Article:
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Technical Paper

Energy Efficiency Analysis between In-cylinder and External Supplemental Fuel Strategies

Preliminary empirical and modeling analyses are conducted to evaluate the energy efficiency of in-cylinder and external fuel injection strategies and their impact on the energy required to enable diesel particulate filter (DPF) regeneration for instance. During the tests, a thermal wave that is generated from the engine propagates along the exhaust pipe to the DPF substrate. The thermal response of the exhaust system is recorded with the thermocouple arrays embedded in the exhaust system. To implement the external fuel injection, an array of thermocouples and pressure sensors in the DPF provide the necessary feedback to the control system. The external fuel injection is dynamically adjusted based on the thermal response of the DPF substrate to improve the thermal management and to reduce the supplemental energy. This research intends to quantify the effectiveness of the supplemental energy utilization on aftertreatment enabling.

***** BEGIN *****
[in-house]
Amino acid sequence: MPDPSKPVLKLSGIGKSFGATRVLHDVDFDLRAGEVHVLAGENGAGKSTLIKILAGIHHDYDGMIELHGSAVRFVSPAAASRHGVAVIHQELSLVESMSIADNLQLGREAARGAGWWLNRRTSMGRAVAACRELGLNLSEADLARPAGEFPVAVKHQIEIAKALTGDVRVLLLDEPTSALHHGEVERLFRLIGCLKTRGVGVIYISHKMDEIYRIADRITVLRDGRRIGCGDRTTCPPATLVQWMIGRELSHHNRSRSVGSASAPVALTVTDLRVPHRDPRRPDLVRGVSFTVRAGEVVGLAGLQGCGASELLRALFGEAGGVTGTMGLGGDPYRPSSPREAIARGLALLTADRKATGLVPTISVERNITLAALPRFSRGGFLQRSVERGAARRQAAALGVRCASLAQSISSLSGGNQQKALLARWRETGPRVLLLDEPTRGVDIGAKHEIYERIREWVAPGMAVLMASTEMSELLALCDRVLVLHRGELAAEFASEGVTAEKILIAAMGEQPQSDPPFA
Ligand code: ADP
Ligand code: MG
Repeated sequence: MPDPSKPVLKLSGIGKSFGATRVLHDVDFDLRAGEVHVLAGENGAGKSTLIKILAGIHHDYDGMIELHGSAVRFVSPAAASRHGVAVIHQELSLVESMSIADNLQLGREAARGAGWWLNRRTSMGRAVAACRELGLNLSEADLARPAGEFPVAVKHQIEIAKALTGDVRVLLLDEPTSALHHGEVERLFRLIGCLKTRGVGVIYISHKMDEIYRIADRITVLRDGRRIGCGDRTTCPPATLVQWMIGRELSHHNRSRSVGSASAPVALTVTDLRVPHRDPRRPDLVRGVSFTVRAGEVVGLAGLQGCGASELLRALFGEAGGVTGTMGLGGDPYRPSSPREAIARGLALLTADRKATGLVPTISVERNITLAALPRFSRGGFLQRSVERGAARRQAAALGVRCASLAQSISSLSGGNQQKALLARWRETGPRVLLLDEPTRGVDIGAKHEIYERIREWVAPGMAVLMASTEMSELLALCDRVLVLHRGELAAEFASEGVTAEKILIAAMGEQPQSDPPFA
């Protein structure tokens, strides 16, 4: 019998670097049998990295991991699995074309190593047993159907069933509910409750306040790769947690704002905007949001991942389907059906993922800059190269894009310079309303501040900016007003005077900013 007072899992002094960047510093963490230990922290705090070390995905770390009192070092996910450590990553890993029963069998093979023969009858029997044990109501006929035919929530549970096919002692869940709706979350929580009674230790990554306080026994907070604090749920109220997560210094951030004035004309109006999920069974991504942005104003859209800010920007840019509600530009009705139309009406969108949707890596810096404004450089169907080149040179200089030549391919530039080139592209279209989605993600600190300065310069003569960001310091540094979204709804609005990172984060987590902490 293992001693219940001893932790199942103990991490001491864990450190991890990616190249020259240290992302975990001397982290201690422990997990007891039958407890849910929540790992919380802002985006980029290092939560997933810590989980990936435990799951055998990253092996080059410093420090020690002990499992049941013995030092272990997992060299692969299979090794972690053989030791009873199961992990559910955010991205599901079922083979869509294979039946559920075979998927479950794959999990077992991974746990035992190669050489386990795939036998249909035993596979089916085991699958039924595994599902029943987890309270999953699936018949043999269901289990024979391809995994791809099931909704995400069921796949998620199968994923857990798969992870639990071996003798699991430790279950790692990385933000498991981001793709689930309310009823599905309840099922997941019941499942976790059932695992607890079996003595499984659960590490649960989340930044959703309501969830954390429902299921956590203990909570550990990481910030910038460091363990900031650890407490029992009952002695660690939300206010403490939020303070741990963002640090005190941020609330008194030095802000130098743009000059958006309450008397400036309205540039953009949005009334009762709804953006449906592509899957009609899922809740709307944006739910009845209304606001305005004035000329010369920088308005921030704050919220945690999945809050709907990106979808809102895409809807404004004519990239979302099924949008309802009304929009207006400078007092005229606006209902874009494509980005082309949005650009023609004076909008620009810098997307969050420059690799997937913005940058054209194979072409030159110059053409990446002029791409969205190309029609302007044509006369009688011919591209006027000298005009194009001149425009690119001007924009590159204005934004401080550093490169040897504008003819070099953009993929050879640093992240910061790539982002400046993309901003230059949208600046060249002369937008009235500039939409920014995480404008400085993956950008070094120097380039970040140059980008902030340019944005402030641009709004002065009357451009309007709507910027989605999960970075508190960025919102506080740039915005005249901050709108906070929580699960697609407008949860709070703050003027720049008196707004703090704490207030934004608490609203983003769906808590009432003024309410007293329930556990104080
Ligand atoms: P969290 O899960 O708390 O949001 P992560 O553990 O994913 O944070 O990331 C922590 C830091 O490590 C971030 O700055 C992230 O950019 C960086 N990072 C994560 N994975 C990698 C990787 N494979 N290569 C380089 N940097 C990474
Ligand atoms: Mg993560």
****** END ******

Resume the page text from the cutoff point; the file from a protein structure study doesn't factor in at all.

Technical Paper

Heat Release Based Adaptive Control to Improve Low Temperature Diesel Engine Combustion

Heat-release and cylinder pressure based adaptive fuel-injection control tests were performed on a modern common-rail diesel engine to improve the engine operation in the low-temperature combustion (LTC) region. A single shot injection strategy with heavy amount of exhaust gas recirculation (EGR) was used to modulate the in-cylinder charge conditions to achieve the low-temperature combustion. Adaptive fuel-injection techniques were used to anchor the cylinder pressure characteristics in the desired crank angle window and thereby stabilize the engine operation. The response of the adaptive control to boost, fueling, and engine speed variations was also tested. A combination of adaptive fuel-injection and automatic boost/back-pressure controls had helped to make the transient emissions comparable to the steady-state LTC emissions.